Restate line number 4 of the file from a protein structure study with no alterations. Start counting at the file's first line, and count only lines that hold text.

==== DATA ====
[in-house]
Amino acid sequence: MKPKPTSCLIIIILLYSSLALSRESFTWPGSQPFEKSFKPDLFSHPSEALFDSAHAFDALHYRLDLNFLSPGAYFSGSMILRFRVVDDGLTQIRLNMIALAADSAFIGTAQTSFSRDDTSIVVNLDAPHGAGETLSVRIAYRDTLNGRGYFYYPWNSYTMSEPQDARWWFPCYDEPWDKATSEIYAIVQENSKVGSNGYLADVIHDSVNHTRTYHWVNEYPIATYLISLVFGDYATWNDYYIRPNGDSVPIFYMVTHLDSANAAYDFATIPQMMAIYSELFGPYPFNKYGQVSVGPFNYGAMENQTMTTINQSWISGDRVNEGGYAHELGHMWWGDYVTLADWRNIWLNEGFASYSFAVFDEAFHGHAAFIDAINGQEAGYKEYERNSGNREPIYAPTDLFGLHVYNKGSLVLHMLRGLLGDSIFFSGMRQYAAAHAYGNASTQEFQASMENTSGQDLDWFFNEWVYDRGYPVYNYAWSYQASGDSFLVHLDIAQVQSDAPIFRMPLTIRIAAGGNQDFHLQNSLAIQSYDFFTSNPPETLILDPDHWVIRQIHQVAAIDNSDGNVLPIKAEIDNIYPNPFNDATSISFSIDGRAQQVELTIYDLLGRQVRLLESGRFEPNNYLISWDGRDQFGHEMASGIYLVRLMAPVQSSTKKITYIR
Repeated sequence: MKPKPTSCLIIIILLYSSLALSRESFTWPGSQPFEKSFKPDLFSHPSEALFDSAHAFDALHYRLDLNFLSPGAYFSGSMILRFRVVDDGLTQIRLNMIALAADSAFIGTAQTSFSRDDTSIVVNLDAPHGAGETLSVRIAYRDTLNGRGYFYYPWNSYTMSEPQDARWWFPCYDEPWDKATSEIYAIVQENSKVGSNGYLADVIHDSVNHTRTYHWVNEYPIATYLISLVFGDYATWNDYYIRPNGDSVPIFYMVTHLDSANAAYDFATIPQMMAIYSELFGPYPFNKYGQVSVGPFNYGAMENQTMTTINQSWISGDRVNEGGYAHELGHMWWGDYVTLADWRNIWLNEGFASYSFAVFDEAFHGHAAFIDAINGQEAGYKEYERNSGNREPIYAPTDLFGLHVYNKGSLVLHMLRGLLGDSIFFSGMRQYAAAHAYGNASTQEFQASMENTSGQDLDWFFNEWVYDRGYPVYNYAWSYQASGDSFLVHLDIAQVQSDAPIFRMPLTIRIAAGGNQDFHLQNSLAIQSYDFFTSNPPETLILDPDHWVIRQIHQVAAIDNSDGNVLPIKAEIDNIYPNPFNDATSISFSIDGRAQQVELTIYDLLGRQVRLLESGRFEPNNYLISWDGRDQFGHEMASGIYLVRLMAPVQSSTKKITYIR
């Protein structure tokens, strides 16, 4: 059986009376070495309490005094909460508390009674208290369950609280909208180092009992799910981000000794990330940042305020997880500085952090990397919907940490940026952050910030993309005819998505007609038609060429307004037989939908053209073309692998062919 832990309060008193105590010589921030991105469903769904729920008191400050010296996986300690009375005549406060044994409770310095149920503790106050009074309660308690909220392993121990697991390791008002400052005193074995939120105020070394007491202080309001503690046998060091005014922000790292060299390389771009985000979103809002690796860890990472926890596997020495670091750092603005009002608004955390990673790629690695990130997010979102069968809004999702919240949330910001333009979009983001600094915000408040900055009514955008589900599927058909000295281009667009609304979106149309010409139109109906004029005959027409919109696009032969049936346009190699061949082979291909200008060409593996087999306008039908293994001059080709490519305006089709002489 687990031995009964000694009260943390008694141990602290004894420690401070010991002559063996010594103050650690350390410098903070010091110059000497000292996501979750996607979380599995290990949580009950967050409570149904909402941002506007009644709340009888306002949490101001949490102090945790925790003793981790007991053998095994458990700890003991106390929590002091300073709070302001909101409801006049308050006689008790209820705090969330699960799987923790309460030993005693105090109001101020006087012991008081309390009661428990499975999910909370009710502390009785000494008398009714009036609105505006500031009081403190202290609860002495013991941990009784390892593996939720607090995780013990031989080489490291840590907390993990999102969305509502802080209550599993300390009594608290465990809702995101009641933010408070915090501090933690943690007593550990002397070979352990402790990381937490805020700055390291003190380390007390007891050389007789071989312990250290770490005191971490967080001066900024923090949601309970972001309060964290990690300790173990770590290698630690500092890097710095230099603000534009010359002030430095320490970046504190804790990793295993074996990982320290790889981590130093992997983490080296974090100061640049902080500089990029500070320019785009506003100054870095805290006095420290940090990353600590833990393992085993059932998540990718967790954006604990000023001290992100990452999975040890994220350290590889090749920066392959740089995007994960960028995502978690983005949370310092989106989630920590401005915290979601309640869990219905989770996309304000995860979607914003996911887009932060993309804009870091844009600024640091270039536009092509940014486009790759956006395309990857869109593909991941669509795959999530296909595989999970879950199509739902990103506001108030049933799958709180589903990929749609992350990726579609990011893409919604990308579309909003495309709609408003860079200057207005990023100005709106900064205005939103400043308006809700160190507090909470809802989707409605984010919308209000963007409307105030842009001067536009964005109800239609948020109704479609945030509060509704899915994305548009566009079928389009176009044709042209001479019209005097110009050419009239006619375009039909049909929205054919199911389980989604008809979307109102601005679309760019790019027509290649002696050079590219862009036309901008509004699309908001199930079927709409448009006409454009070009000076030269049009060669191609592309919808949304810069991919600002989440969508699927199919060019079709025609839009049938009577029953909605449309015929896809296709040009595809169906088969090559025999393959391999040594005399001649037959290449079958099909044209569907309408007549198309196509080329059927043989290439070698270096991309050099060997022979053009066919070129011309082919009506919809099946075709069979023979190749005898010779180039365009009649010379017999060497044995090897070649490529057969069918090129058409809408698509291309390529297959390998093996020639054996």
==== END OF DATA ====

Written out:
């Protein structure tokens, strides 16, 4: 059986009376070495309490005094909460508390009674208290369950609280909208180092009992799910981000000794990330940042305020997880500085952090990397919907940490940026952050910030993309005819998505007609038609060429307004037989939908053209073309692998062919 832990309060008193105590010589921030991105469903769904729920008191400050010296996986300690009375005549406060044994409770310095149920503790106050009074309660308690909220392993121990697991390791008002400052005193074995939120105020070394007491202080309001503690046998060091005014922000790292060299390389771009985000979103809002690796860890990472926890596997020495670091750092603005009002608004955390990673790629690695990130997010979102069968809004999702919240949330910001333009979009983001600094915000408040900055009514955008589900599927058909000295281009667009609304979106149309010409139109109906004029005959027409919109696009032969049936346009190699061949082979291909200008060409593996087999306008039908293994001059080709490519305006089709002489 687990031995009964000694009260943390008694141990602290004894420690401070010991002559063996010594103050650690350390410098903070010091110059000497000292996501979750996607979380599995290990949580009950967050409570149904909402941002506007009644709340009888306002949490101001949490102090945790925790003793981790007991053998095994458990700890003991106390929590002091300073709070302001909101409801006049308050006689008790209820705090969330699960799987923790309460030993005693105090109001101020006087012991008081309390009661428990499975999910909370009710502390009785000494008398009714009036609105505006500031009081403190202290609860002495013991941990009784390892593996939720607090995780013990031989080489490291840590907390993990999102969305509502802080209550599993300390009594608290465990809702995101009641933010408070915090501090933690943690007593550990002397070979352990402790990381937490805020700055390291003190380390007390007891050389007789071989312990250290770490005191971490967080001066900024923090949601309970972001309060964290990690300790173990770590290698630690500092890097710095230099603000534009010359002030430095320490970046504190804790990793295993074996990982320290790889981590130093992997983490080296974090100061640049902080500089990029500070320019785009506003100054870095805290006095420290940090990353600590833990393992085993059932998540990718967790954006604990000023001290992100990452999975040890994220350290590889090749920066392959740089995007994960960028995502978690983005949370310092989106989630920590401005915290979601309640869990219905989770996309304000995860979607914003996911887009932060993309804009870091844009600024640091270039536009092509940014486009790759956006395309990857869109593909991941669509795959999530296909595989999970879950199509739902990103506001108030049933799958709180589903990929749609992350990726579609990011893409919604990308579309909003495309709609408003860079200057207005990023100005709106900064205005939103400043308006809700160190507090909470809802989707409605984010919308209000963007409307105030842009001067536009964005109800239609948020109704479609945030509060509704899915994305548009566009079928389009176009044709042209001479019209005097110009050419009239006619375009039909049909929205054919199911389980989604008809979307109102601005679309760019790019027509290649002696050079590219862009036309901008509004699309908001199930079927709409448009006409454009070009000076030269049009060669191609592309919808949304810069991919600002989440969508699927199919060019079709025609839009049938009577029953909605449309015929896809296709040009595809169906088969090559025999393959391999040594005399001649037959290449079958099909044209569907309408007549198309196509080329059927043989290439070698270096991309050099060997022979053009066919070129011309082919009506919809099946075709069979023979190749005898010779180039365009009649010379017999060497044995090897070649490529057969069918090129058409809408698509291309390529297959390998093996020639054996």